Employee fired for posting sensitive documents on LinkedIn

He defended the accessible and non-confidential nature of the documents, but his dismissal was finally confirmed by the Paris Court of Appeal on February 23.

An employee of the French industrial and technological giant Safran had the bitter experience of sharing too much information on social networks. Dismissed by Safran for not having respected the professional secrecy stipulated in his employment contract, he had decided to bring this dismissal to justice. He did not win the case. It was the particularly confidential nature of the documents shared by the employee that weighed in on the decision.

According to the company, which is the subject of a secret defense clearance, the latter would have “failed in its obligations by posting on its LinkedIn site two images of sections and geometries of the F engine taken from internal documents classified as ‘company confidential’“. A problem of national security certainly, but also of competition, this action being “of such a nature as to disclose to third parties its research activities in a very competitive sector of activity“.

“Absolute discretion”

The company requires its employees to keep a “absolute discretionon all the information they hold as well as on the various manufacturing and design processes. These details, which are included in the employees’ employment contract, are all the more necessary for this case since the employee in question operated as a research and development project manager. A challenge against which the employee formally defends himself, considering the non-sensitive nature of these documents. He thus pointed out,the succinct nature of these documents, the absence of parameters or scale indicated and whose publication on his account could not have caused any prejudice to the company“.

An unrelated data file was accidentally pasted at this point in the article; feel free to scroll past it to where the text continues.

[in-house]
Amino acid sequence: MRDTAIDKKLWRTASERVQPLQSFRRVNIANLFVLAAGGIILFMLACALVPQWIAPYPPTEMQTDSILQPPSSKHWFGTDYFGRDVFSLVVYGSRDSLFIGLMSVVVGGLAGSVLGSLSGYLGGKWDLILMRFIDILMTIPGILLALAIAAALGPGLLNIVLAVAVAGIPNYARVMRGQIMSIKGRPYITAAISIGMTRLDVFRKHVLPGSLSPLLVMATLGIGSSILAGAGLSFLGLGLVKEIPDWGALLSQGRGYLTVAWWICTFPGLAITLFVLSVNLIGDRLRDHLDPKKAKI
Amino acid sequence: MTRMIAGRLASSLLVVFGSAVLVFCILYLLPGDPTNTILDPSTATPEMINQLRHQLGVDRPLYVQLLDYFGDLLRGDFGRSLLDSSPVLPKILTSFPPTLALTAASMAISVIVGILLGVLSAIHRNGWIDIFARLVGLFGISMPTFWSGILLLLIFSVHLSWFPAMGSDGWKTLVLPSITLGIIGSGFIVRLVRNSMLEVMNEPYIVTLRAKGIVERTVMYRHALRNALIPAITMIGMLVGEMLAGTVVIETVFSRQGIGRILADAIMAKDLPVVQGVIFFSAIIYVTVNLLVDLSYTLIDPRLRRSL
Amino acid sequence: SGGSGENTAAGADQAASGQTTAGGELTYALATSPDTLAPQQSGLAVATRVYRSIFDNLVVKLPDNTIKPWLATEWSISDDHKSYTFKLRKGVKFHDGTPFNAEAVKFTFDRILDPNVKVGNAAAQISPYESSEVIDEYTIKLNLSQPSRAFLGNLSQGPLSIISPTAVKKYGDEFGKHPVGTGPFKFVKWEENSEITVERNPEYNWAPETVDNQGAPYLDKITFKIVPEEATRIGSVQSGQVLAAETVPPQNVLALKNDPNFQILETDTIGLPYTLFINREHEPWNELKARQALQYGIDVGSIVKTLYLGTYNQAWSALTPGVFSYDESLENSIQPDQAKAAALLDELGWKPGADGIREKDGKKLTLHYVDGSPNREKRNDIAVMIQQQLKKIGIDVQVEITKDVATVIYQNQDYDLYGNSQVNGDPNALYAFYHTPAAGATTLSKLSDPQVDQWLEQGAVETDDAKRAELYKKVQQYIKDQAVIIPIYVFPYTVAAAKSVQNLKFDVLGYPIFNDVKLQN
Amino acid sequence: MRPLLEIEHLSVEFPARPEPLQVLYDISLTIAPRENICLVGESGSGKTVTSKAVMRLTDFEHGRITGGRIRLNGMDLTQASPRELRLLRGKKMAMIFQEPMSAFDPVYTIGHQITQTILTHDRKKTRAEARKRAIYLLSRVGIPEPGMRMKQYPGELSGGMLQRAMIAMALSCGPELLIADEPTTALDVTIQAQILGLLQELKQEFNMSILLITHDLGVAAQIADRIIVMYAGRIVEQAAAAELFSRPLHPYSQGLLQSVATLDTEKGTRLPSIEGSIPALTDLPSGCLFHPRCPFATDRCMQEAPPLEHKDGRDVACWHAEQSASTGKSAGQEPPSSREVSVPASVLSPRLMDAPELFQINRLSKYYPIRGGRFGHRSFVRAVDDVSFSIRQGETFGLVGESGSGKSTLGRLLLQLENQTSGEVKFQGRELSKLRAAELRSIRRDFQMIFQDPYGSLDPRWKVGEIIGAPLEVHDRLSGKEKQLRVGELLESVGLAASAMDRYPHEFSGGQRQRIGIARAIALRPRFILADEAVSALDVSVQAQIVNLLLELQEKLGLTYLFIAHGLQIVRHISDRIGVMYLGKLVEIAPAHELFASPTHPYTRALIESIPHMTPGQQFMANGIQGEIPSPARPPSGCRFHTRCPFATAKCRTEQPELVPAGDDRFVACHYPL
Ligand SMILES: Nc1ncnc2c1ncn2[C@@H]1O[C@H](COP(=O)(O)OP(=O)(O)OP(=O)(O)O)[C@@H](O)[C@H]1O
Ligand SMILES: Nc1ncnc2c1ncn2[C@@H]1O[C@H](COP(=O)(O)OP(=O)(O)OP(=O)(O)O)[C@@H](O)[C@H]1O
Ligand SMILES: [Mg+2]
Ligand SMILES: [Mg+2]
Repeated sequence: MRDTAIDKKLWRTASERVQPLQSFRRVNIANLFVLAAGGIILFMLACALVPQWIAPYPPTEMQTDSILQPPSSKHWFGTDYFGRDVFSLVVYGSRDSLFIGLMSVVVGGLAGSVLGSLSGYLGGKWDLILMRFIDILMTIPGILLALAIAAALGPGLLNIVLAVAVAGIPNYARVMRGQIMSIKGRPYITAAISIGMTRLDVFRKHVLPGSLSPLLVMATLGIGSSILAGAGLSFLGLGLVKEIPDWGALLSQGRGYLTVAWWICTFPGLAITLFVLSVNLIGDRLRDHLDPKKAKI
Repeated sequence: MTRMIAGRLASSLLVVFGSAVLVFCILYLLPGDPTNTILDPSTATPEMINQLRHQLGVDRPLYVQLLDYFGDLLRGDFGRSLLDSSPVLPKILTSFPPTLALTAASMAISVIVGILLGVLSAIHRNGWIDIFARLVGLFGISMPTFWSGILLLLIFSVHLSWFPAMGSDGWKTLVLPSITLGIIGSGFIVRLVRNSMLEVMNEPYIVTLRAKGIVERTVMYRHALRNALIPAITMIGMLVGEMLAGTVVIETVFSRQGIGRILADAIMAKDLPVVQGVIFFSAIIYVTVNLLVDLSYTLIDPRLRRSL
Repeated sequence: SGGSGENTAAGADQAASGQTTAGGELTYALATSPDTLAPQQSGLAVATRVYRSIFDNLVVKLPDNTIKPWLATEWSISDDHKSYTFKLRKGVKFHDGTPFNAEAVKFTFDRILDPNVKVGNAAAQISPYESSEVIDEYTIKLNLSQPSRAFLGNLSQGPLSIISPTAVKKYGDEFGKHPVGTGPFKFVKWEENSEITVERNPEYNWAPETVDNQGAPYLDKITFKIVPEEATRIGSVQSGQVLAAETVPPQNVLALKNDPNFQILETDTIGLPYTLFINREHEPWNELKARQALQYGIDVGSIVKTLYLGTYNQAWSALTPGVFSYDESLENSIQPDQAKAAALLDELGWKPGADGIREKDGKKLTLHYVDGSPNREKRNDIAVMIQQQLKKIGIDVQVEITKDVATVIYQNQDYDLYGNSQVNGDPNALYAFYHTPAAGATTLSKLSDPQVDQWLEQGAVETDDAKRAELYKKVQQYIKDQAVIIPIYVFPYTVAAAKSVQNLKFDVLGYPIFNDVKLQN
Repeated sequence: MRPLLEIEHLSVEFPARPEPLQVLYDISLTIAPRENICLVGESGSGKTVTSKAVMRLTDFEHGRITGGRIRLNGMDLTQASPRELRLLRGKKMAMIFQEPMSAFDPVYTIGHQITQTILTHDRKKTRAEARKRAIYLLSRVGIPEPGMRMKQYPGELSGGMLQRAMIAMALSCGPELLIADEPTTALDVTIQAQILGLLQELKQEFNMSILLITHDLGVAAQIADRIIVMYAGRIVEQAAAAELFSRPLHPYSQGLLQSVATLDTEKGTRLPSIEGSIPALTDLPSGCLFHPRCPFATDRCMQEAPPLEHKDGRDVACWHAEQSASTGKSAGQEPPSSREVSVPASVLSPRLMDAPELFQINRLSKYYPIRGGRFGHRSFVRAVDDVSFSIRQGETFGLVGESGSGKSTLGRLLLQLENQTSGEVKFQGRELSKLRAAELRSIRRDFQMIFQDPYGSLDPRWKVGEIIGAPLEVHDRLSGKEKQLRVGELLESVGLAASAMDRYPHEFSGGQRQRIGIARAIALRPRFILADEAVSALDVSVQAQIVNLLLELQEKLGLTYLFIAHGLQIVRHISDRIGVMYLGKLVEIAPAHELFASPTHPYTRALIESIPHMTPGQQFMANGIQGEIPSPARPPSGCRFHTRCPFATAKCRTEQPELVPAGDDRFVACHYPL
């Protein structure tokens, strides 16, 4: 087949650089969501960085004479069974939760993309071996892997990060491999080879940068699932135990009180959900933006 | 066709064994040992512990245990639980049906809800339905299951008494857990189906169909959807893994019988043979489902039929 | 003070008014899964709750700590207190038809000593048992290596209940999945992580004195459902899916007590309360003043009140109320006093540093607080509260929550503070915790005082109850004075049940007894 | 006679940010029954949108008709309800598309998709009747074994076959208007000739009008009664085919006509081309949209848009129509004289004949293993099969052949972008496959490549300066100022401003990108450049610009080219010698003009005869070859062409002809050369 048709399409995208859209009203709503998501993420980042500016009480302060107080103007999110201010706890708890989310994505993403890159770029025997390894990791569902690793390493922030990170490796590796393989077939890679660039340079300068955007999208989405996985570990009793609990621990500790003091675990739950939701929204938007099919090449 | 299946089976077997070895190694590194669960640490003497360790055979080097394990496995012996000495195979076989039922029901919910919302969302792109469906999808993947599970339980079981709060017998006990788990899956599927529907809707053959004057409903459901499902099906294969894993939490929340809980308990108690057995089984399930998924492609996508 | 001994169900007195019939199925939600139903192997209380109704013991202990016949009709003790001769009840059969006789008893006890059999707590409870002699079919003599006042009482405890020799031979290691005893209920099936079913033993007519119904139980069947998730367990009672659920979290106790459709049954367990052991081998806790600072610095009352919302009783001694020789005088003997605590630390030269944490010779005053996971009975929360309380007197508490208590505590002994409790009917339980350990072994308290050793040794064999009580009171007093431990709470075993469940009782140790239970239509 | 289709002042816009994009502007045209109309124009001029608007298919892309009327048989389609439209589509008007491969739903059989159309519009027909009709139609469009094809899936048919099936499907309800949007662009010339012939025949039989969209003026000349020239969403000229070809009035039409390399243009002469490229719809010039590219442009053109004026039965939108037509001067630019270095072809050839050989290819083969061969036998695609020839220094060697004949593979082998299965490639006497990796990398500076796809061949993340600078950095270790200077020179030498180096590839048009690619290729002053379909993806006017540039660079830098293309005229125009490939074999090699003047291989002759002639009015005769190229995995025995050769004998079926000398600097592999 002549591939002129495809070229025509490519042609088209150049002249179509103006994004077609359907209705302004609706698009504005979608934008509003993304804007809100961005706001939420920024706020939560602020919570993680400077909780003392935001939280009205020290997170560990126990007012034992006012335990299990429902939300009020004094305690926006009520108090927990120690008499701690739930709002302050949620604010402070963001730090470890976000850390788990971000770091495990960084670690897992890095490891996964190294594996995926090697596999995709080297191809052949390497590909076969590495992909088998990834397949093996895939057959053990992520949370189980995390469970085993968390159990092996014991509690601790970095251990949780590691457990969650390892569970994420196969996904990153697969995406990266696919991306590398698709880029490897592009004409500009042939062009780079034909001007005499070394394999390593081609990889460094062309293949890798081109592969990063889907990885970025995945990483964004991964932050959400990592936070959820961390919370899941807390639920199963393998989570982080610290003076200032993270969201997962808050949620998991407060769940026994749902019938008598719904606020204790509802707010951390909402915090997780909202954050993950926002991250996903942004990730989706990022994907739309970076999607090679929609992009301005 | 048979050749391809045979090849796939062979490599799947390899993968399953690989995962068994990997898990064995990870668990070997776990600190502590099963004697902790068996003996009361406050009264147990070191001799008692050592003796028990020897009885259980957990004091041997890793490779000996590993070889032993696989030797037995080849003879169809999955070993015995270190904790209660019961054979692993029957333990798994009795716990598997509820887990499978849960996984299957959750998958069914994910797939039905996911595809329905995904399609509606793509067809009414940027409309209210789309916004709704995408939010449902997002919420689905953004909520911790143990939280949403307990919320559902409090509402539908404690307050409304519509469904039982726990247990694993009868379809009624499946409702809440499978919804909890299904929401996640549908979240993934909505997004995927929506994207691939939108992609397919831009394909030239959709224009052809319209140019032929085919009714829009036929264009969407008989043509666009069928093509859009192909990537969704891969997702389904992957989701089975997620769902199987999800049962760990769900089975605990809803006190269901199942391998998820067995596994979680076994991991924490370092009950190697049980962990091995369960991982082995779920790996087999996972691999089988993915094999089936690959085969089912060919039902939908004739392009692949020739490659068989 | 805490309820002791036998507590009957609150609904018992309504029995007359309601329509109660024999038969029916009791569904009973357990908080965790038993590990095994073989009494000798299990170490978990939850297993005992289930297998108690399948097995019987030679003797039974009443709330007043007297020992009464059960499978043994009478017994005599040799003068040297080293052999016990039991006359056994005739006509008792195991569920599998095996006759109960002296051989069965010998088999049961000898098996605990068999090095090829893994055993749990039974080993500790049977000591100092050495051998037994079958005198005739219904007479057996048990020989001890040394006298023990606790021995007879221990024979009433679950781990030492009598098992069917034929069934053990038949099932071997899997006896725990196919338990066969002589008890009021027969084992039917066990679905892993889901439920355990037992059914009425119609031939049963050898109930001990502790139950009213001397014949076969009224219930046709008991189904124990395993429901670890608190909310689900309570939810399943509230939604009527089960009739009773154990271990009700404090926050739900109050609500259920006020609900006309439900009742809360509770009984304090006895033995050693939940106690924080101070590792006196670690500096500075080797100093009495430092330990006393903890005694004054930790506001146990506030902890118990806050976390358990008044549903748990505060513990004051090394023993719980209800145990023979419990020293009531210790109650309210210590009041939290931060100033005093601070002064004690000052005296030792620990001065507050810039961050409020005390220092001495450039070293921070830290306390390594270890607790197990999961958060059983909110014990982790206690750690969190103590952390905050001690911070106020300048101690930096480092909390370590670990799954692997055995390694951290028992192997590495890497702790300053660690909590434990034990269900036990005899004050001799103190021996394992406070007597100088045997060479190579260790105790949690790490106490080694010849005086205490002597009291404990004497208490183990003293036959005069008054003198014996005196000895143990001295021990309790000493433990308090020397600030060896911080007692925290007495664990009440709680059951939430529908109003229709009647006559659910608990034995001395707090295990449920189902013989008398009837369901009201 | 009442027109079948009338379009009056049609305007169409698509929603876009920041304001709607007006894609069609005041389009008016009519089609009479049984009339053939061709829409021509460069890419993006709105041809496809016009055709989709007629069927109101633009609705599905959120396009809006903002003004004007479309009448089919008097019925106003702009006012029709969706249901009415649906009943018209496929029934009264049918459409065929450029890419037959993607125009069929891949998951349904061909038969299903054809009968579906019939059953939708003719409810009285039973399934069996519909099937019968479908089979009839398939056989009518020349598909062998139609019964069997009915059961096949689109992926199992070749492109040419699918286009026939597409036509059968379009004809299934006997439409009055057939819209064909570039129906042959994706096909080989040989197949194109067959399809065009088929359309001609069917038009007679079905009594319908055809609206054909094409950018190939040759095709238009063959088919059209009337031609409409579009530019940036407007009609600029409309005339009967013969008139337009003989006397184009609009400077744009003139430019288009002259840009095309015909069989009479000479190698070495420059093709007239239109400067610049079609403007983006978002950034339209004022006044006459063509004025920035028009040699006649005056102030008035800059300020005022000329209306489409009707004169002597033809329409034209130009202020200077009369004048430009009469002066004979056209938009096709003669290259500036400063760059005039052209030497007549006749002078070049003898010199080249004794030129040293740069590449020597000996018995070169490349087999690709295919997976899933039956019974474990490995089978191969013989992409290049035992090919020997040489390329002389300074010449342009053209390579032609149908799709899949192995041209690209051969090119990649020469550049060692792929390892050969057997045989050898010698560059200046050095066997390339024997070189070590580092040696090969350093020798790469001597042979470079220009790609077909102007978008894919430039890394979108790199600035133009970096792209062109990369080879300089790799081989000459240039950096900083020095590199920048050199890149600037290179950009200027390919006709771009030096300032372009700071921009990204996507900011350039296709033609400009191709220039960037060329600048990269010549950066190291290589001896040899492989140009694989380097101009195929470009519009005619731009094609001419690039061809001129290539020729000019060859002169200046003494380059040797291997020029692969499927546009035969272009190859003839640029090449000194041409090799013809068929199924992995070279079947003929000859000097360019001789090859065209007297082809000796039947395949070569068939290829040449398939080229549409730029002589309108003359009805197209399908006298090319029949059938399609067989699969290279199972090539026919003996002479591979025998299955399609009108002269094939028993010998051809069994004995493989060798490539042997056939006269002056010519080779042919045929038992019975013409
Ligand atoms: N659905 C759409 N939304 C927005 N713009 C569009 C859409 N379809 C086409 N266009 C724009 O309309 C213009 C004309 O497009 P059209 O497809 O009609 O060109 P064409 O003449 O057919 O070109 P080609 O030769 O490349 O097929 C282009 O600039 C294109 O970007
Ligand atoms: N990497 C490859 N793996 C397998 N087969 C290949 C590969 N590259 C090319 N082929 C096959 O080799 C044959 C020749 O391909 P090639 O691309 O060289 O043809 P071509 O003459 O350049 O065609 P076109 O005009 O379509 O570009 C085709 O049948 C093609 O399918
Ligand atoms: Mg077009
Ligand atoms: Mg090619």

For the Court of Appeal, however, the sentence was unanimous. This one “rejects all claims relating to the termination of the employment contract“. She adds that the employee’s behavior goes against the obligation of confidentiality set out in his employment contract but also the confidentiality requirements present in the company’s internal regulations. Regardless of the sensitive nature of the documents published, the Court in fact considered that they were not intended to be published, and that the employee should be aware of this.

In addition, the obligation of confidentiality enshrined in the employment contract is paramount. “It must be deduced from this, and in this respect the degree of classification of these documents or the fact that the images of the engine were the subject of a poster displayed in the professional premises, is of little importance, that it is a proven breach of [l’employé] to his obligation of confidentiality and respect for professional secrecy recalled by his employment contract“, concludes the Court.


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